\(\displaystyle 2x \equiv 1 \pmod{8}\)

\(\displaystyle 3x \equiv 1 \pmod{8}\)

\(\displaystyle 4x \equiv 1 \pmod{8}\)

\(\displaystyle 5x \equiv 1 \pmod{8}\)

\(\displaystyle 6x \equiv 1 \pmod{8}\)

\(\displaystyle 7x \equiv 1 \pmod{8}\)

###### 13.

Solve, if possible, the following congruences for \(x\text{.}\)

\(\displaystyle 2x \equiv 1 \pmod{9}\)

\(\displaystyle 3x \equiv 1 \pmod{9}\)

\(\displaystyle 4x \equiv 1 \pmod{9}\)

\(\displaystyle 5x \equiv 1 \pmod{9}\)

\(\displaystyle 6x \equiv 1 \pmod{9}\)

\(\displaystyle 7x \equiv 1 \pmod{9}\)

\(\displaystyle 8x \equiv 1 \pmod{9}\)

###### 14.

Solve, if possible, the following congruences for \(x\) in terms of \(y\text{.}\) Hint: use some of your previous work to help you.

\(\displaystyle 2x+5 \equiv y \pmod{9}\)

\(\displaystyle 2x+1 \equiv y \pmod{5}\)

\(\displaystyle 3x-3 \equiv y \pmod{7}\)

\(\displaystyle 3x+5 \equiv y \pmod{8}\)

###### Writing Based Exercises

###### 15.

Explain why \(1x \equiv 1 \pmod{n}\) always has a solution for \(x\) for any \(n>1\text{.}\)

###### 16.

Explain why \(nx \equiv 1 \pmod{n}\) never has a solution for \(x\) for any \(n>1\text{.}\)

###### 17.

Use results from your computational problems to make a conjecture about when \(ax \equiv 1 \pmod{n}\) has a solution for \(x\text{.}\)

###### 18.

Suppose a language has only 12 letters, ABCDEFGHIJKL. Make a conjecture about how \(a\) is related to the number of letters that get encrypted as A in a multiplicative cipher \(CT\equiv aPT \pmod{12}\text{.}\)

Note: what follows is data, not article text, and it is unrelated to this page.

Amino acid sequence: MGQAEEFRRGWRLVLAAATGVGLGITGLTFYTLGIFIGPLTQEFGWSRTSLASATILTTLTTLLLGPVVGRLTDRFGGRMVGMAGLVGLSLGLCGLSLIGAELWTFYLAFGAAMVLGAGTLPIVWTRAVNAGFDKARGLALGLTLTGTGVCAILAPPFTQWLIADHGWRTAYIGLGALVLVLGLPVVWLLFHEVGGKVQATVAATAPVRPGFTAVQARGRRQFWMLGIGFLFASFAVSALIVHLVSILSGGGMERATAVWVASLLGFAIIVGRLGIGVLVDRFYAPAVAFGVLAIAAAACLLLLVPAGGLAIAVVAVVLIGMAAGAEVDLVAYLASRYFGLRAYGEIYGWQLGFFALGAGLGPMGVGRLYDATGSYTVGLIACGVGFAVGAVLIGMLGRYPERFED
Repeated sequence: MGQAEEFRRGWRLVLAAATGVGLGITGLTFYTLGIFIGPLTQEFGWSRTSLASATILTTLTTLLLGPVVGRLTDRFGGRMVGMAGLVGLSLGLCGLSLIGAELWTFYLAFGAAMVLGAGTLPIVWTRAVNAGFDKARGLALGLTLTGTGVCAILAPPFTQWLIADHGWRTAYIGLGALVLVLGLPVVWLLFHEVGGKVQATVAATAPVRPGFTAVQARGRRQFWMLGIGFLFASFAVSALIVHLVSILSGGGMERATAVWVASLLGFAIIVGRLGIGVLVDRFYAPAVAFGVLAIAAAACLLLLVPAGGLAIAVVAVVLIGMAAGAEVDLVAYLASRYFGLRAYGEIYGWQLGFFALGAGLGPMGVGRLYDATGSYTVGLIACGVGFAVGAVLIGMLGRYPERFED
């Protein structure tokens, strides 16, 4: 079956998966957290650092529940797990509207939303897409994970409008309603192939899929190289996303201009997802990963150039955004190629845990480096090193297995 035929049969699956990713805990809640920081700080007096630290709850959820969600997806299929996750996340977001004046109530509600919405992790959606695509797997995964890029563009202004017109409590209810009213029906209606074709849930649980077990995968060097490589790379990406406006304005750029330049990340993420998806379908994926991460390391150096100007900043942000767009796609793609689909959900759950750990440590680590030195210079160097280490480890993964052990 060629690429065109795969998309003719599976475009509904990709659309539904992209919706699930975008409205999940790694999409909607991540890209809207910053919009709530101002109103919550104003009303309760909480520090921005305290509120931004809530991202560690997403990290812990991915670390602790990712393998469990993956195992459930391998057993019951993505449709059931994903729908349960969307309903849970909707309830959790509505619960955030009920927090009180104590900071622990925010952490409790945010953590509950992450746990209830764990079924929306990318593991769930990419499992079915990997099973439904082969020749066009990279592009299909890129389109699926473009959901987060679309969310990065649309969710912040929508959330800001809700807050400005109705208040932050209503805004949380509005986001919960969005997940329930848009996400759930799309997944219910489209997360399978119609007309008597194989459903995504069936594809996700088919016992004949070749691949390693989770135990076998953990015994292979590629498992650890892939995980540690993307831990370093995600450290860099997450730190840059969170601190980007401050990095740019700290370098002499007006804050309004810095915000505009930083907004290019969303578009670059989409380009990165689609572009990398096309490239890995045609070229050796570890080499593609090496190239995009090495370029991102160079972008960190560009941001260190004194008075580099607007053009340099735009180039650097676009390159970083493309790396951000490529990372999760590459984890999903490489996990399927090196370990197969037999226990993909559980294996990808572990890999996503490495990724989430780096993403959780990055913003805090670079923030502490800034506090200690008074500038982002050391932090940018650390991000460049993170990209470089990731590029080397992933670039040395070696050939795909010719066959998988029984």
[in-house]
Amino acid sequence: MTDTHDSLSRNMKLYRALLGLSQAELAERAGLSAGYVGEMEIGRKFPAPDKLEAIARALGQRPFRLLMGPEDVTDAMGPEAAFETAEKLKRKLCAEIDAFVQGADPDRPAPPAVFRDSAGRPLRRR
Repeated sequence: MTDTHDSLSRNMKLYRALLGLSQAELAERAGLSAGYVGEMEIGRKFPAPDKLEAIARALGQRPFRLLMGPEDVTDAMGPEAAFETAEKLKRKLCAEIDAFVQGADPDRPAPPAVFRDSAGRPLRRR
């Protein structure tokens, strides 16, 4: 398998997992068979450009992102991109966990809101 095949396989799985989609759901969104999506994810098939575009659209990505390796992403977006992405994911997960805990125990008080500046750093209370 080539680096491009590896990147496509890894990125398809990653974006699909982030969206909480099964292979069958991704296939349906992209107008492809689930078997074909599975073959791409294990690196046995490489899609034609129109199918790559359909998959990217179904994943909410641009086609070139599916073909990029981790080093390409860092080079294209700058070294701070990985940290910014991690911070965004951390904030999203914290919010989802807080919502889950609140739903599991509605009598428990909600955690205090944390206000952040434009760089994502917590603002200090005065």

###### 19.

Using the definition of even and a definition of modular arithmetic prove that if \(a\) is even then \(ax \equiv a(x+13) \pmod {26}\text{.}\) Explain why this means that \(a\) is a bad multiplier mod 26.

###### 20.

Use the definition of even and a definition of modular arithmetic to prove that if \(a\) is even and \(ax \equiv y \pmod{26}\) for any integer \(x\) then \(y\) must be an even integer.

###### 21.

Give a counterexample to show that if \(a\) is even and \(ax \equiv y \pmod{9}\) then it is possible for \(y\) to be odd. That is, give an example of \(a,x,y \) such that \(a\) is even and \(ax \equiv y \pmod{9}\) and \(y\) is odd. Explain why this case is different from the previous problem.

###### 22.

Pick a definition of modular arithmetic and show that if \(a,b,c\) are all integers and \(n\) is a positive integer, then \(a \equiv b \pmod n\) implies that \(ac \equiv bc \pmod n\text{.}\)

###### 23.

Show that the reverse direction need not apply even if all terms are integers. That is, find an example where \(c \;{ \not\equiv} \;0 \pmod n\) and \(ac \equiv bc \pmod n\) but \(a\: {\not \equiv} \:b \pmod n\text{.}\) (I.e., \(a\) is not congruent to \(b\) mod \(n\text{.}\)).

###### Enrichment Opportunities

###### 24.

Solve the following puzzles. (Puzzles taken from an NSA Women in Mathematics Symposium.)

if WASHINGTON equals 2311989147201514 and ANNAPOLIS equals 114141161512919, what does BALTIMORE equal?

if BALTIMORE equal 3237712341476111 and ANNAPOLIS equals 2434325347372367, what does WASHINGTON equal?

If WOMEN equals 140 and MATHEMATICS equals 224, what does IN equal?

###### 25.

A Puzzling PARAGRAPH: This conundrum is from PBS's Cartalk. Can you crack it? That is, find an oddity that this paragraph has.

“This paragraph is odd. What is its oddity? You may not find it at first, but this paragraph is not normal. What is wrong? It's just a small thing, but an oddity that stands out if you find it. What is it? You must know. Your days will not go on until you find out what is odd. You will pull your hair out. Your insomnia will push you until your poor brain finally short-circuits trying to find an oddity in this paragraph. Good luck.”